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“A cogent and timely reminder of the tacit assumptions and invisible inflections that critics and audiences bring to theatrical experience. In this nuanced and richly variegated collection of perspectives on Wilson’s importantly controversial ‘The Ground on Which I Stand’ speech, Williams and Shannon have produced a dynamic exploration of black aesthetics and contemporary theater, which provides a fitting tribute to Wilson’s memory and to his spirit.”--Alan Nadel, author of May All Your Fences Have Gates: Essays on the Drama of August Wilson and August Wilson, Completing the Twentieth-Century Cycle
“Registers the continuing significance of the playwright’s 1996 speech that shocked American theatre critics with its echoes of a 1960s Black Arts militancy. In addition to analysis of specific Wilson texts and his construction of black female characters, this lively collection includes two previously unpublished interviews, one with Charles Dutton, who played the male lead in three Wilson plays, and a second with Wilson himself in which he muses about projects he will pursue once the ten-play cycle is completed. Capping the volume is a play that demonstrates how Wilson’s spirituality and activism inspires a generation of younger black women playwrights.”--Sandra L. Richards, Professor, Northwestern University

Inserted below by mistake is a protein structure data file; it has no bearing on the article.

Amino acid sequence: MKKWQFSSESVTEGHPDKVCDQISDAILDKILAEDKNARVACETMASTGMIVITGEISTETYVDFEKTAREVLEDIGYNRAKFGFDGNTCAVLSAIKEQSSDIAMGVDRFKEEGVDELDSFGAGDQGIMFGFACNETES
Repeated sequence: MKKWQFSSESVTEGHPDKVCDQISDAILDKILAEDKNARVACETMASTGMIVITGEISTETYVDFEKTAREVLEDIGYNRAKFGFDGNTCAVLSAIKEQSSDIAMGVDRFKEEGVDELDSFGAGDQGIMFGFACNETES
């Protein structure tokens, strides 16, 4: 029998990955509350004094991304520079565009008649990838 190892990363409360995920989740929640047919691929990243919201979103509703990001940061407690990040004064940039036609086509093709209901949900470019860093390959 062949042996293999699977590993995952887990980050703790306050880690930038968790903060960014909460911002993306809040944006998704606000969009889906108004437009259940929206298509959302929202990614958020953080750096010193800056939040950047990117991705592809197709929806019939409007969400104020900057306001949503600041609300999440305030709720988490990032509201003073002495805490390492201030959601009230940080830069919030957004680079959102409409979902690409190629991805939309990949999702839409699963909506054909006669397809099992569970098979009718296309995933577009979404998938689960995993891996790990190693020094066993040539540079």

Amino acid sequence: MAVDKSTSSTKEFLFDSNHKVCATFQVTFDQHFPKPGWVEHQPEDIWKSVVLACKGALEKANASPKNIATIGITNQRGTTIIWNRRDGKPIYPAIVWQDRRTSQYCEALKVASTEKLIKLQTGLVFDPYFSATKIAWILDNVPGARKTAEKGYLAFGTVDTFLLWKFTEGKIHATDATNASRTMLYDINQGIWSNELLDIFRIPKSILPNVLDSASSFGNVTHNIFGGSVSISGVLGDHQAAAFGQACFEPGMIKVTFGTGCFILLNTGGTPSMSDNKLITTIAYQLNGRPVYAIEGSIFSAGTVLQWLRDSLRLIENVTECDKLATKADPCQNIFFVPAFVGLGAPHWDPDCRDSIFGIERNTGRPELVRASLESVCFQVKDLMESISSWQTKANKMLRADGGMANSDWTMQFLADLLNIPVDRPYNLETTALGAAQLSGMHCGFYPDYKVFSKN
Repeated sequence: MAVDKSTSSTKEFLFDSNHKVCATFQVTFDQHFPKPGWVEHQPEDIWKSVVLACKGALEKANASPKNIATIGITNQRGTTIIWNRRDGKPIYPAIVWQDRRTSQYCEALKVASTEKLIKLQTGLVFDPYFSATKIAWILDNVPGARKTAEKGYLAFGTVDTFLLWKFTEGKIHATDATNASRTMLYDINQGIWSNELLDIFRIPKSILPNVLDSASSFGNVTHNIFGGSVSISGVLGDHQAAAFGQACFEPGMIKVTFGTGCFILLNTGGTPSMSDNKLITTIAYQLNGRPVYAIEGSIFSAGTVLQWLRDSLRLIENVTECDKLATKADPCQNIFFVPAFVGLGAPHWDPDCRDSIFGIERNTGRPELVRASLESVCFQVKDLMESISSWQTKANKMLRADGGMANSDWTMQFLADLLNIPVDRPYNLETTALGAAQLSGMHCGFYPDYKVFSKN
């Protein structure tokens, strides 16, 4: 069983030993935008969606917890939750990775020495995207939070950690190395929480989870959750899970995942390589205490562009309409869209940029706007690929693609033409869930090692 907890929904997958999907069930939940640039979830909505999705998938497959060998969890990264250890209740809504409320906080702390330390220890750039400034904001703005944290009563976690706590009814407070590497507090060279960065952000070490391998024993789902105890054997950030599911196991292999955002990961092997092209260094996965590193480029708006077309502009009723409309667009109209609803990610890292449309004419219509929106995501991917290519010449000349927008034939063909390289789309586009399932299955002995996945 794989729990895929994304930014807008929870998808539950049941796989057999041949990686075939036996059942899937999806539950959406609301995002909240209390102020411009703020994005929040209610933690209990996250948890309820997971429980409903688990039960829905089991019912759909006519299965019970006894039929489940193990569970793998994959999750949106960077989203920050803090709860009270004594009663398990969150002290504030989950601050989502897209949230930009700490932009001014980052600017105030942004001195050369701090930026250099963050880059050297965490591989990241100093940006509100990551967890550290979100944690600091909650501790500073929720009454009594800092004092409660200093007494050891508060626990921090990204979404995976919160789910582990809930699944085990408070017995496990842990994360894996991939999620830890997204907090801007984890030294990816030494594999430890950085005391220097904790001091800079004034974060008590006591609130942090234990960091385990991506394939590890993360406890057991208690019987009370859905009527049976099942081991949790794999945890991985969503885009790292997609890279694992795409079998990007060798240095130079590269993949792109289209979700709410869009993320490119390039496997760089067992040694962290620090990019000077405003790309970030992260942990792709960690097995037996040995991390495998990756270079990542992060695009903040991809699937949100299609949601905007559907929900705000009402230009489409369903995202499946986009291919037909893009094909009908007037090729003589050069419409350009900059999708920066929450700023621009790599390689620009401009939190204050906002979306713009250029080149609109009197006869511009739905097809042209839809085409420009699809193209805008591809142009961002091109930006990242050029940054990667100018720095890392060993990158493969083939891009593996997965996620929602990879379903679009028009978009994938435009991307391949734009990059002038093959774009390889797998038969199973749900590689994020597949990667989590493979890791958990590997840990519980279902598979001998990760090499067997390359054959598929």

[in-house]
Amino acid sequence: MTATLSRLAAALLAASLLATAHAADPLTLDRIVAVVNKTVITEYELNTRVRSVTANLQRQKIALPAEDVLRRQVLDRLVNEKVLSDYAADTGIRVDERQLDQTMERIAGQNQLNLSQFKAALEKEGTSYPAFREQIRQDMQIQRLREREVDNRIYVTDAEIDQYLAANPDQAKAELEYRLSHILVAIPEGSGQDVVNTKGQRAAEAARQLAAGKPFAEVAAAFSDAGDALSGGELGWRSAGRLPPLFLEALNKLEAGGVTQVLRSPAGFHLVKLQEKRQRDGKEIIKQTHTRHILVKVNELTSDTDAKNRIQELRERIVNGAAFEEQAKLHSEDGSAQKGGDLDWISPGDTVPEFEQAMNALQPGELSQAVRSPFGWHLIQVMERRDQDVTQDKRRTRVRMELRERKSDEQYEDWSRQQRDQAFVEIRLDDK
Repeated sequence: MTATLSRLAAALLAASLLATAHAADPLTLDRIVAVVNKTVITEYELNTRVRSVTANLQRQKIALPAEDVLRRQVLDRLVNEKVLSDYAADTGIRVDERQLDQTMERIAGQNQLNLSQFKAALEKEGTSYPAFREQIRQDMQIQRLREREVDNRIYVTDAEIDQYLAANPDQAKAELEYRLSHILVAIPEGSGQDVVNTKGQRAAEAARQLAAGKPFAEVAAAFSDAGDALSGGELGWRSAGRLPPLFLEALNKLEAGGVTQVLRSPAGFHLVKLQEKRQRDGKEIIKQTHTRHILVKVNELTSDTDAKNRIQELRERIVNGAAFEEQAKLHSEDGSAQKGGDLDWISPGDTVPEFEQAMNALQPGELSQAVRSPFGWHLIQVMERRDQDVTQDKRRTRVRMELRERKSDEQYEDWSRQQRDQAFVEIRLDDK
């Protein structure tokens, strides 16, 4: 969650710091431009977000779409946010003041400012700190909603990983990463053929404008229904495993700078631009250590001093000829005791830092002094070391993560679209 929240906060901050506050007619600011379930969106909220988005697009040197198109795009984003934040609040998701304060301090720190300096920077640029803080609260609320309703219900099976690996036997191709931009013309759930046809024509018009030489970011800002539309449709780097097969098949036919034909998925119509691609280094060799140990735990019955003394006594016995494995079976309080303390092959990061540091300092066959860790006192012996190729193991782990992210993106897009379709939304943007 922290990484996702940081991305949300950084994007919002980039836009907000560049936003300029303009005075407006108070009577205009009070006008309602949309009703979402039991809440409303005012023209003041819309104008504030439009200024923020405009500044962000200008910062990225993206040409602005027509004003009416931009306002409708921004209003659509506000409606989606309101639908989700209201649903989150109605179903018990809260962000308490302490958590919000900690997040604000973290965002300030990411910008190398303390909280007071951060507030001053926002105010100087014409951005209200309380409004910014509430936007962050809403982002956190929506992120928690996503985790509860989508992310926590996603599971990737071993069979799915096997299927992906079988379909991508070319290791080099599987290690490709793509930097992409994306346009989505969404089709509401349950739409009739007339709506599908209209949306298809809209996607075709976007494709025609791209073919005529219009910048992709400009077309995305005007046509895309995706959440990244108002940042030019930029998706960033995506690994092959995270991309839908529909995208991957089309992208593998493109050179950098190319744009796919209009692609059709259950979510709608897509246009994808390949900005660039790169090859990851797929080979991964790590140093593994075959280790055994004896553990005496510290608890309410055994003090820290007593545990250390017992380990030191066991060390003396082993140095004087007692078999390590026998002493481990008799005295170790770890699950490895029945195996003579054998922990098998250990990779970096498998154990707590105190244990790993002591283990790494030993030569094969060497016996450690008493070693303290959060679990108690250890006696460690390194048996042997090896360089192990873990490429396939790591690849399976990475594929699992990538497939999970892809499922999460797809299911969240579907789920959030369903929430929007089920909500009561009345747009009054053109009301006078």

About the Author
Dana Williamsis Assistant Professor of African American Literature at Howard University. Sandra Shannon is Professor of African American and American Drama at Howard University.